Male fertility is declining to the extent that men are today half as fertile as men of previous generations. The average man is now producing fewer viable sperms and quantity than his father and grandfather did. Today, sperm count around the world is dropping at a rate of two per cent every year and has more than halved in the past 50 years.
Sperm counts have dropped over the years. What used to be regarded as “normal” sperm count is going down. Even the World Health Organisation, WHO, and other reputable health bodies are aware that men are increasingly becoming infertile.
Daunting research evidence
Recently, a group of researchers from Hebrew University and Mount Sinai Medical school published a study showing that sperm counts in the US, Europe, Australia, and New Zealand have fallen by more than 50 percent over the past four decades. There are studies suggesting that the trend could be worldwide.
In Europe, records show that an average of 1 in 18 men has low sperm count, and the numbers of men who are affected are rapidly increasing. In Denmark, about 40 percent of the men have low sperm count. The situation is no better even in the United States of America, probably worse. Clinical records show that in Nigeria, 25 percent of couples are infertile, and that half of the causes are due to male factor issues related to poor sperm parameters.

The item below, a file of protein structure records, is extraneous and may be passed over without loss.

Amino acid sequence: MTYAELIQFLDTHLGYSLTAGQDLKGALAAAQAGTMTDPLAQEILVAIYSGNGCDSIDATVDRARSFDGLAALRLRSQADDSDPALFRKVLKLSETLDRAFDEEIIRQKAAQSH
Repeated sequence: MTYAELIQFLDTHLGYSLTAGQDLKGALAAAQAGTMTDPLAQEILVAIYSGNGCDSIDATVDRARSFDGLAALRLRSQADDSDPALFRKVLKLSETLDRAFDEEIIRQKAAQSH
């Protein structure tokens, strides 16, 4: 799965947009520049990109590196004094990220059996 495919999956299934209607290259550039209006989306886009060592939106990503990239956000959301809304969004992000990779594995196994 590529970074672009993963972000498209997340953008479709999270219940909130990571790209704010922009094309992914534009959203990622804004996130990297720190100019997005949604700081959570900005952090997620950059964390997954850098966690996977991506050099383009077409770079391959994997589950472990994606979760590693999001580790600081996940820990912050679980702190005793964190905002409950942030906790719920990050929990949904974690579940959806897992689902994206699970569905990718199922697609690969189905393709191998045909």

An assessment of hospital data from leading tertiary health institutions revealed that a significant proportion of male infertility cases are either due to low sperm counts or poor sperm quality, or a combination of both.
A paper published almost a quarter of a century ago of a review of 61 studies of semen quality carried out between 1938 and 1990, found that sperm quality was declining.
No less than 40 percent of fertility issues are male related, hence male infertility is becoming more predominant as a result of men being diagnosed with low sperm count and poor sperm motility. More frequently, men are being identified as the reason why infertile couples are not getting pregnant.
A man’s sperms carry half the genetic material necessary to make a complete human being. A woman’s egg holds the other half. Increasingly, experts are reporting incidences of men with genetically fragile sperms.
Such sperm have fragmented DNA chains, which make them to be of low quality and less capable of fertilisation. Male infertility can be caused by various factors such as hormone disorders, illness, injury to reproductive anatomy, obstruction or sexual dysfunction, etc.
These factors can temporarily or permanently affect sperm and prevent conception. Some disorders become more difficult to treat the longer they persist without infertility treatment